Self-Control: Like an Athlete
-Rev Jamie Brame-
Don’t you know that all the runners in the stadium run, but only one gets the prize? So run to win. Everyone who competes practices self-discipline in everything. The runners do this to get a crown of leaves that shrivel up and die, but we do it to receive a crown that never dies. So now this is how I run—not without a clear goal in sight. I fight like a boxer in the ring, not like someone who is shadowboxing. Rather, I’m landing punches on my own body and subduing it like a slave. I do this to be sure that I myself won’t be disqualified after preaching to others.
1 Corinthians 9:24-27 CEB
I spent my college years visiting a small monastery and soaking up the wisdom of the monks. These monks looked like anyone else: flannel or work shirts, jeans, sneakers; some had hair to their shoulders, others wore short hair. The only time they wore robes was when we went to church for the prayer times. Not stereotypical monks!
Because of their influence, I would go to the church I served as a student minister and talk to the youth about prayer and what the monks were teaching me. “Can we go to the monastery?” I asked the monks, they said yes, so 20 of us went there one afternoon.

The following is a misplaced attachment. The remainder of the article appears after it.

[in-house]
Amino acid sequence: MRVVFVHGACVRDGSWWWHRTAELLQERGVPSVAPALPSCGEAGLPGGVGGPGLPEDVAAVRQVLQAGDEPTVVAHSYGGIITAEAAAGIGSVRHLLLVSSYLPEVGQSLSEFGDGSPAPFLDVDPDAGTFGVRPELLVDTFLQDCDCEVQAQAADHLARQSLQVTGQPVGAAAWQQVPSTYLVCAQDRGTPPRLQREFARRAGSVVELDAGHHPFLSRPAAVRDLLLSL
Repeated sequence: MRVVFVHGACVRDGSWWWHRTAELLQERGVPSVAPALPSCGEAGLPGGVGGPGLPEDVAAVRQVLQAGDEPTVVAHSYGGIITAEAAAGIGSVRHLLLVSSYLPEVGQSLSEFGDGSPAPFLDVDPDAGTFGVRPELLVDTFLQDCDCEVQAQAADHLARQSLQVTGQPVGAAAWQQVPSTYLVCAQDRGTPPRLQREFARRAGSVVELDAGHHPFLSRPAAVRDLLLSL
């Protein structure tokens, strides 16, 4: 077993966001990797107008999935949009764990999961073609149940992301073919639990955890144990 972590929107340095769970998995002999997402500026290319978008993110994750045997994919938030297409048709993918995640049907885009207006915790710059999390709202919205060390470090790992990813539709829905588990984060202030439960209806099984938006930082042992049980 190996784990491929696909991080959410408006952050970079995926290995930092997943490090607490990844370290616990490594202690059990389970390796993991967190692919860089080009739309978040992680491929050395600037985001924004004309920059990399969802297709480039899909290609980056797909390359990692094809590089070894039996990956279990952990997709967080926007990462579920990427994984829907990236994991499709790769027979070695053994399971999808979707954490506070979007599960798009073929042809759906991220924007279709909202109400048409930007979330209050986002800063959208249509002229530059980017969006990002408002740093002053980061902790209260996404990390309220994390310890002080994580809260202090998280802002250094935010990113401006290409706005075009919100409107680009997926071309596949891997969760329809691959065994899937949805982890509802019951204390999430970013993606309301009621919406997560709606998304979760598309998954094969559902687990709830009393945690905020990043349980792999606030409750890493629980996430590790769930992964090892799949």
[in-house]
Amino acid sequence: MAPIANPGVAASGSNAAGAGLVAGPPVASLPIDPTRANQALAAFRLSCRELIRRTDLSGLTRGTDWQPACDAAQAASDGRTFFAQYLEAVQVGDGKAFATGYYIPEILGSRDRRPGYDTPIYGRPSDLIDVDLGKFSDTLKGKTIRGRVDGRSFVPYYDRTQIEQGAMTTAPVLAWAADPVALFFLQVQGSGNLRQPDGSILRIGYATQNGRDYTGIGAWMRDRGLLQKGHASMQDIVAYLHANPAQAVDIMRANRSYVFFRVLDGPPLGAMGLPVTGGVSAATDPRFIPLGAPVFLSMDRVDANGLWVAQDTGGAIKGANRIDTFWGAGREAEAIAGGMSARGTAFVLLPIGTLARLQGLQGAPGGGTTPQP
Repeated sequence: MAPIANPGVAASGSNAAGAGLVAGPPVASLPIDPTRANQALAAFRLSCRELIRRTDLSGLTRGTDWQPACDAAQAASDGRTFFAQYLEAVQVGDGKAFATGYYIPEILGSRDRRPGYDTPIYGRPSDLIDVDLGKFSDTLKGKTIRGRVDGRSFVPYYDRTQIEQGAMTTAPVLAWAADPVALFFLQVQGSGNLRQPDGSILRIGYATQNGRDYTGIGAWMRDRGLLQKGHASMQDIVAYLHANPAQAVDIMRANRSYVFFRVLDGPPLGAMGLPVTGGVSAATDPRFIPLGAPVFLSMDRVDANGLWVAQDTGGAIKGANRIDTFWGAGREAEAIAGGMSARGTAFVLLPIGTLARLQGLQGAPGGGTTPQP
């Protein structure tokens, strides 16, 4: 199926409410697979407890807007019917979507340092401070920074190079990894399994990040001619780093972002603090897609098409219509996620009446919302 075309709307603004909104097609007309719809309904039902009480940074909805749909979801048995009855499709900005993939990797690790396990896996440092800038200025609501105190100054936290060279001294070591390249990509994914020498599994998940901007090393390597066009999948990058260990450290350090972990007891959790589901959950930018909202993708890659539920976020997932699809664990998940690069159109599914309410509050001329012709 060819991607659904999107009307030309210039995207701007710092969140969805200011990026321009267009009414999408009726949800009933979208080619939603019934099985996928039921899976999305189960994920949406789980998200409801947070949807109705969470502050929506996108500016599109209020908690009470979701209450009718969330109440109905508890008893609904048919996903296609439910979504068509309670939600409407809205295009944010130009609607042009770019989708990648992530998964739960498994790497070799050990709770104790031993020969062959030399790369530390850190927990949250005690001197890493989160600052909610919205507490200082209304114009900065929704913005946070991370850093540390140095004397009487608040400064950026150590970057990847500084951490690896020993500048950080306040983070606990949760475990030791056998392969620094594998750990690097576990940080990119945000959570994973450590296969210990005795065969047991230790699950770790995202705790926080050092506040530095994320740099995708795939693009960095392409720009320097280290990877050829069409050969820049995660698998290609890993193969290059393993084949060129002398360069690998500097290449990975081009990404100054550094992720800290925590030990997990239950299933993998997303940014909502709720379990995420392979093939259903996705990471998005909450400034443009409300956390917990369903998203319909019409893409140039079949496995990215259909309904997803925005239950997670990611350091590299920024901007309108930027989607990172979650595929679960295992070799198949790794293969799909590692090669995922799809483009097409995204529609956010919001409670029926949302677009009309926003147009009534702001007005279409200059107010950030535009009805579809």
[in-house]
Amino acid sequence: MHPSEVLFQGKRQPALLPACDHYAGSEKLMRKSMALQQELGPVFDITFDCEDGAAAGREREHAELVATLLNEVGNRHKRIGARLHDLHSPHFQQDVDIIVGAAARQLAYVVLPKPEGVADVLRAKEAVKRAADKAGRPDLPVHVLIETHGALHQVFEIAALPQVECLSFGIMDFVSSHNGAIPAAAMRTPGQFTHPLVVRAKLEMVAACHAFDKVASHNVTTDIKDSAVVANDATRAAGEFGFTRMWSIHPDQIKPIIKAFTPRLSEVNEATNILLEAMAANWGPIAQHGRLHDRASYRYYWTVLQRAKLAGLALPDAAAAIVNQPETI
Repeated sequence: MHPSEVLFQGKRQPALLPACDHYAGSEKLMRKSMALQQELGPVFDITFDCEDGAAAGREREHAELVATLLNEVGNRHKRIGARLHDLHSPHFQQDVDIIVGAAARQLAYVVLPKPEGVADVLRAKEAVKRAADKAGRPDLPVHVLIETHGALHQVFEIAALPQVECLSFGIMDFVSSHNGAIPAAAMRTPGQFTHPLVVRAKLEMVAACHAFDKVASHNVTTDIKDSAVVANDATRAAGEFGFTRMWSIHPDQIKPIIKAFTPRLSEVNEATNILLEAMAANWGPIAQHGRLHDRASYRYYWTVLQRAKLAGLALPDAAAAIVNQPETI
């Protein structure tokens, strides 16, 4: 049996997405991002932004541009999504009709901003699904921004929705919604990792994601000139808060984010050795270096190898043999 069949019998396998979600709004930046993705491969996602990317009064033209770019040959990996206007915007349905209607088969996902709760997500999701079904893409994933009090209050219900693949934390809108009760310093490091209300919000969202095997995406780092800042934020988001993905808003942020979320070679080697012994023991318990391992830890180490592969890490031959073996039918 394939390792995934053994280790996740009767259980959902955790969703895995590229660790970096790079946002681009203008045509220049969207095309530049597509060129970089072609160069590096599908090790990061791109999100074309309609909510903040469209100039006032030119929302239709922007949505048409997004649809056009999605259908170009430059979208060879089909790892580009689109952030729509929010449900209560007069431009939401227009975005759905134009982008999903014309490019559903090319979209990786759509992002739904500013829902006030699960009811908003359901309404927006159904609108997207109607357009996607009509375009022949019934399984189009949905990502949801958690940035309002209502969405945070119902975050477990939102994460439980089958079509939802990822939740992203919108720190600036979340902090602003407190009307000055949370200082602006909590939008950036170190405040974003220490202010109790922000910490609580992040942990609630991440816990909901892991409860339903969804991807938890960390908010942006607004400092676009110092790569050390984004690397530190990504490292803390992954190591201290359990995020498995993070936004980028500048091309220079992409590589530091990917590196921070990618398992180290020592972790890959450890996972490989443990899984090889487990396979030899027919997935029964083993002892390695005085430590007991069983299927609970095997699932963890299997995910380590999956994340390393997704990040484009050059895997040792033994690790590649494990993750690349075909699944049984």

After a tour, Brother Jim walked us to the big field, and sat cross-legged on the ground. My group saw him getting into a meditation position and did likewise, closing their eyes and sitting quietly for 15 minutes. Then Jim opened his eyes and said, “Any questions?”
“Brother Jim, how long should I pray each day?” I was so proud of the questioner (my similar question to Jim earlier drew the answer about 20 minutes a day three times a day). Jim answered, “Three minutes a day.” I could see the relief as it registered to my youth that a disciplined prayer life was in reach! But I was shocked.
Talking to Jim later, I asked him why the difference between his answer to me and to them. “Well, you’re planning on being a professional, aren’t you? Takes more work!”
Disciplined spirituality takes practice. We don’t run five miles the first time we run, and we don’t pray for hours on end at the beginning. We don’t become Christian and do all things correctly. Like an athlete, we practice, we set our goals, and we move towards them. Some will do more, some less, but all of us have the goal of being close to God and living a meaningful life.
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God, give us strength to keep going, to keep trying, in Jesus’ name, amen.
Rev Jamie Brame is the Program Director at Christmount Conference and Retreat Center, located in Black Mountain, NC. He has served there for over 27 years, working with both youth and adults. His interests include the study of spirituality and prayer, with an emphasis on eastern spirituality and its application in a Christian context. In addition to his ministerial vocation, he is also a musician who performs with his wife, Renae. He holds an M. Div. from Duke Divinity School and B.A. from Atlantic Christian College (now Barton College.)